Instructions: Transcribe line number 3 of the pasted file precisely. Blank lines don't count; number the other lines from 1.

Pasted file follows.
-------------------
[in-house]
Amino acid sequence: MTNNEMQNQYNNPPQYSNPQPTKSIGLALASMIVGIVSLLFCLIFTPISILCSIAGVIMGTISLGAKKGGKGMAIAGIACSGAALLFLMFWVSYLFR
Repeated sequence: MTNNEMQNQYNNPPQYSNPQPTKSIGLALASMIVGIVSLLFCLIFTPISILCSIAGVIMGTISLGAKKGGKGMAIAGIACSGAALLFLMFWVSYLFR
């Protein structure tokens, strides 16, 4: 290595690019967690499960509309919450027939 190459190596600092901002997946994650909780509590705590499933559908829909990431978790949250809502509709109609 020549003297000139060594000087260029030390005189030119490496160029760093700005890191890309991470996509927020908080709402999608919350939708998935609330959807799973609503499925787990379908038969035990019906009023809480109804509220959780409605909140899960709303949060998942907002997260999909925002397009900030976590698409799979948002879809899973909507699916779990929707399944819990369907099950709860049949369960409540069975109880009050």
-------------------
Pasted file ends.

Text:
Repeated sequence: MTNNEMQNQYNNPPQYSNPQPTKSIGLALASMIVGIVSLLFCLIFTPISILCSIAGVIMGTISLGAKKGGKGMAIAGIACSGAALLFLMFWVSYLFR